Blackletter typefaces are sometimes referred to as Old English or Gothic. They are characterized by a dense black texture with highly decorated serifs in thin and thick strokes. While they can frequently be hard to read as body text, this font type is best used for titles, headings,drop-caps, and logos. A GREAT example of this typeface is The New York Times logo!

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Font Pairings

A font pairing is the pairing or combining of fonts in your design. As I mentioned in my previous post, a good rule of thumb when pairing fonts are to keep the number of font styles limited to two or three. A perfect example of utilizing three fonts would be on a blog or website where you would use one font for headings, another for sub-headings, and another for body text. Here are some more examples of basic font pairings.

Font Families, Sizes, and Weights

One way to utilize font pairing is to use the same font in varying sizes (points), weights (bold, black, ultra), and families (italic, condensed, thin) with clear differences between them. This is by far the easiest font pairing for a beginner and still provides a classic and minimalist style.

Font Families, Sizes, and Weights

Serif & Sans Serif

Another safe bet when it comes to combining fonts is to pair a serif with a sans serif font. Why? The more contrast you have between your fonts, the better. However, don’t over-do it! You’ll want to stay away from fonts that are SOOO different that they cause conflict with each other.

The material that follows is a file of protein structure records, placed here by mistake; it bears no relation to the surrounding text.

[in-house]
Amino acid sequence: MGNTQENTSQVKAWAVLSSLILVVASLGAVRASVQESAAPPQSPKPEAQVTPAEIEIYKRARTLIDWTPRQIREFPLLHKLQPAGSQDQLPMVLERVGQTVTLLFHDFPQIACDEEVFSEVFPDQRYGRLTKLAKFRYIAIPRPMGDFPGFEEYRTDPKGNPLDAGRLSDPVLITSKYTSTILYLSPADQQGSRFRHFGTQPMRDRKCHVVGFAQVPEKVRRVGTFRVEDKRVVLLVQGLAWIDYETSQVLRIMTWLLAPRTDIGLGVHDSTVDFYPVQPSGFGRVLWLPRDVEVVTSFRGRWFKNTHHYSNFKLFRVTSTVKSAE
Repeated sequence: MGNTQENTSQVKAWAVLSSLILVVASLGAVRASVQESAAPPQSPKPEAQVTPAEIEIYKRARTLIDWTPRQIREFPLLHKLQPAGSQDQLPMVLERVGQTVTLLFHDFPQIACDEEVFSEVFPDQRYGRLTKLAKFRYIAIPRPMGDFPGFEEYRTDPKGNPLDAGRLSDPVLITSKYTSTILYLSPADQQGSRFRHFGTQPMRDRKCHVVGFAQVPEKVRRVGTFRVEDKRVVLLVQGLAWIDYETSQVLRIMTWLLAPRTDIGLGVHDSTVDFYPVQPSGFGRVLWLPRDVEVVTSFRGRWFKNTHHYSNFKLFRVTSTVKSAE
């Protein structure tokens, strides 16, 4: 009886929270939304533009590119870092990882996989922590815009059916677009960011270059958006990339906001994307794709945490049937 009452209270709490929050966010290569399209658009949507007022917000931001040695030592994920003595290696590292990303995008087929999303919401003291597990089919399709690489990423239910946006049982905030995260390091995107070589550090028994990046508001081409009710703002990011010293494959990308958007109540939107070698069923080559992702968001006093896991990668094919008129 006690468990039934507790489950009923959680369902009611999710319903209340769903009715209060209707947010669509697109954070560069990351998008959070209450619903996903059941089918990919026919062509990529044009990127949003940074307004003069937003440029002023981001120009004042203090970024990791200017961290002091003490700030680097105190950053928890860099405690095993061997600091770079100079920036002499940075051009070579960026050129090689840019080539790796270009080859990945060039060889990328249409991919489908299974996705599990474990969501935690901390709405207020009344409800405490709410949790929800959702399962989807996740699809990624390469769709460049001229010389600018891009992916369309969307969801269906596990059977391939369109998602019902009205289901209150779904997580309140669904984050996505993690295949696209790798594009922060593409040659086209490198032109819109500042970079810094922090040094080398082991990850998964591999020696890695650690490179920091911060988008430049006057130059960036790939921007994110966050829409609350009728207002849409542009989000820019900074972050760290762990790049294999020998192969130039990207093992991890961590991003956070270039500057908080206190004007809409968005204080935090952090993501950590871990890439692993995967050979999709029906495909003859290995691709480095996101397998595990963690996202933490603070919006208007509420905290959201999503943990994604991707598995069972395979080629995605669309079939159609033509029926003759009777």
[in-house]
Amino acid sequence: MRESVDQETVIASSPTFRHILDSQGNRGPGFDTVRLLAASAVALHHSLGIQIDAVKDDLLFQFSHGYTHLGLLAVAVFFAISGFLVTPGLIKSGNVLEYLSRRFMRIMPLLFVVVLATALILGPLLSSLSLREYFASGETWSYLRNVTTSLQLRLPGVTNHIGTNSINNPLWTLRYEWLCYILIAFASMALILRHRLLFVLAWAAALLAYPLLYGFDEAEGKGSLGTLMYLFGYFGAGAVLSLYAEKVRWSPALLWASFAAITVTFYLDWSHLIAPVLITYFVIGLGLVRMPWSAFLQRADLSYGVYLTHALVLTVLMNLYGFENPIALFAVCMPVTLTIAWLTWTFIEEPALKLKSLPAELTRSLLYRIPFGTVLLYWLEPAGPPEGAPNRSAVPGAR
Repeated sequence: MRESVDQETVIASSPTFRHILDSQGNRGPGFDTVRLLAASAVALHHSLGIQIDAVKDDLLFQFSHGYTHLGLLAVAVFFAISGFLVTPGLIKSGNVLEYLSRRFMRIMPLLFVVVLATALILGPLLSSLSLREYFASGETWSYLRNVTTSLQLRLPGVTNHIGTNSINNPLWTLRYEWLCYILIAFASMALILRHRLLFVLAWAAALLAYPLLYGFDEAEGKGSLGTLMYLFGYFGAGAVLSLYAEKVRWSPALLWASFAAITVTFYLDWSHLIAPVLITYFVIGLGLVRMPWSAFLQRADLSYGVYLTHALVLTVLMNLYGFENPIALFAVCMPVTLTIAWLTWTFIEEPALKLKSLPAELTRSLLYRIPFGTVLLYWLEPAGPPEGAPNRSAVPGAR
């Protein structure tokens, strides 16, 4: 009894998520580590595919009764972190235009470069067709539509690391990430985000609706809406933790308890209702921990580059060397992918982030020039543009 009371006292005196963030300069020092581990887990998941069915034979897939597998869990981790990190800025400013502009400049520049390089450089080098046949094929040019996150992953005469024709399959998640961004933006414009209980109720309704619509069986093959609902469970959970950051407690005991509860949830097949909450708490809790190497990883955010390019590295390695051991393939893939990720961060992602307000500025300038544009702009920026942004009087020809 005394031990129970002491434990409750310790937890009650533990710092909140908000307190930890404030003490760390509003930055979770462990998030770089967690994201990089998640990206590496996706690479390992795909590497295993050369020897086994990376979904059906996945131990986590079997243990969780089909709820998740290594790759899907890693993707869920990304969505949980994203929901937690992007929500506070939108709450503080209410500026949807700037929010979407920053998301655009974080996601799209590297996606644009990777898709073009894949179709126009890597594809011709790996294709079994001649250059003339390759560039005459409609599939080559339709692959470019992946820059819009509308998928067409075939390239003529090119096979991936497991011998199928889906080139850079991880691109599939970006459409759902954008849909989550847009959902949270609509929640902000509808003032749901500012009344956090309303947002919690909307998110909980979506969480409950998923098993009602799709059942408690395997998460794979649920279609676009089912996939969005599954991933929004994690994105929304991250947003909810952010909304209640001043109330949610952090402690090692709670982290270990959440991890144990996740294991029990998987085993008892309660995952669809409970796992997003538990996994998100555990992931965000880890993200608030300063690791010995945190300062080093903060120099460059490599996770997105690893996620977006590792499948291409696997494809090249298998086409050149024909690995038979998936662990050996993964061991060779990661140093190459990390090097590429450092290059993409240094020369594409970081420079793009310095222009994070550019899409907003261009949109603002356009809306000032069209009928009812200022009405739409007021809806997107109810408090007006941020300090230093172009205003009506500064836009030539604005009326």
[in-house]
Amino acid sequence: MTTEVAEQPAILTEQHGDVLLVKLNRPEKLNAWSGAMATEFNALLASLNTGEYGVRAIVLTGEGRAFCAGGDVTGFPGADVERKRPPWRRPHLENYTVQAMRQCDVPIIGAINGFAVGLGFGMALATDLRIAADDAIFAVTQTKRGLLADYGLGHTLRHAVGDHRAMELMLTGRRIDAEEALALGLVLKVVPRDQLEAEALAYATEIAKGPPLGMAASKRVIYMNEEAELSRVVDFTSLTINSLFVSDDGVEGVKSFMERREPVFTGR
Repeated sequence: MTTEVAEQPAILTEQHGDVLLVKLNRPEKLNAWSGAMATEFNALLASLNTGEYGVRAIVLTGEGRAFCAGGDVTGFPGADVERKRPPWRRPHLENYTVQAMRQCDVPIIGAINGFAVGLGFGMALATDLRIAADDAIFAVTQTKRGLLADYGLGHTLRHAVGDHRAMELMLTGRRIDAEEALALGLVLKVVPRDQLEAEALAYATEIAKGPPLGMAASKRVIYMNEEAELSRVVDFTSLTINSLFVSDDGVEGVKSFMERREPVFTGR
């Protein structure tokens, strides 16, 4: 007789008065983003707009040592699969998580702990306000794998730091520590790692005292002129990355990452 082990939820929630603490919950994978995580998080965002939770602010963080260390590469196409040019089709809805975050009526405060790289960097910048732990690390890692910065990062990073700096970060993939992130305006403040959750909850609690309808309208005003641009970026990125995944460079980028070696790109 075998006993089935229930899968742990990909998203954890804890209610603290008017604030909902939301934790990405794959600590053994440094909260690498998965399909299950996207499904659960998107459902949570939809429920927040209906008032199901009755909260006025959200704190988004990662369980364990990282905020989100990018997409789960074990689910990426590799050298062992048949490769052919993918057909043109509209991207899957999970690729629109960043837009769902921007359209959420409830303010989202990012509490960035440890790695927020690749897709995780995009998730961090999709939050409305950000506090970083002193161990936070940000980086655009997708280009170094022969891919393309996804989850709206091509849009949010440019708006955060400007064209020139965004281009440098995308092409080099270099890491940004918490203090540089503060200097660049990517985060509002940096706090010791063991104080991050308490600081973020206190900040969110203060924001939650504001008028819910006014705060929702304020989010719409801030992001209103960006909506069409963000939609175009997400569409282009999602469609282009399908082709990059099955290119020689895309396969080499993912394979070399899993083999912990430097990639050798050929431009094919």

Script & Sans Serif

Script fonts make for elegant and embellished short headings. Too many words can be hard to read, so it’s best to keep your application of script to a limited number of words.

Script & Sans Serif

Script & Serif

Another option is to utilize a script font with a serif for a more timeless and classy vibe. This is a great combo for wedding invitations and photographers.

Script & Serif

Blackletter & Serif

These two types of fonts work extremely well together as they both convey the same time period and mood. This is why you see this combo a lot in newspapers and books. It can also be found in other areas that we are more familiar with… like Disneyland for example.

disneyland-resort-logo
Blackletter & Serif

Blackletter & Sans Serif

This combo you’ve probably seen around town and didn’t even realize it! Rock bands, pubs, and beer labels are just a few places you’ll catch this duo.

Blackletter & Sans Serif

Font Tools & Resources

Choosing the right font is fundamental for defining your project, but with thousands upon thousands of fonts available, it can be intimidating to figure out which ones to pick. That’s why I’ve compiled a list of my favorite online tools and resources for you to make it a tad bit easier.

Font Pairing Generators & Tools

So you don’t have time to sit there and figure out font pairings. I get it, we’re really busy people! Just Google font pairing generators and you’ll get pages of them, but here are my top choices (I even used the first one to create the images for this blog post)!

Font Download Resources

These resources are my favorites for finding great deals on fonts!

Font Identifiers

Sometimes you see a font on a website or design piece that you really like, but don’t know what it is. That’s when sites like these come in handy to help you identify the fonts!

Creating Your Own Fonts

Do you like hand-lettering? Want to take it to the next level? Take the opportunity to design your own handmade fonts (and maybe make some money selling them) and visit Calligraphr!

Now that you know the five types of font styles and how to use them, it’s time to put it to use! Practice, practice, and practice some more. As with any skill, becoming proficient involves a lot of trial-and error… just don’t forget your coffee first!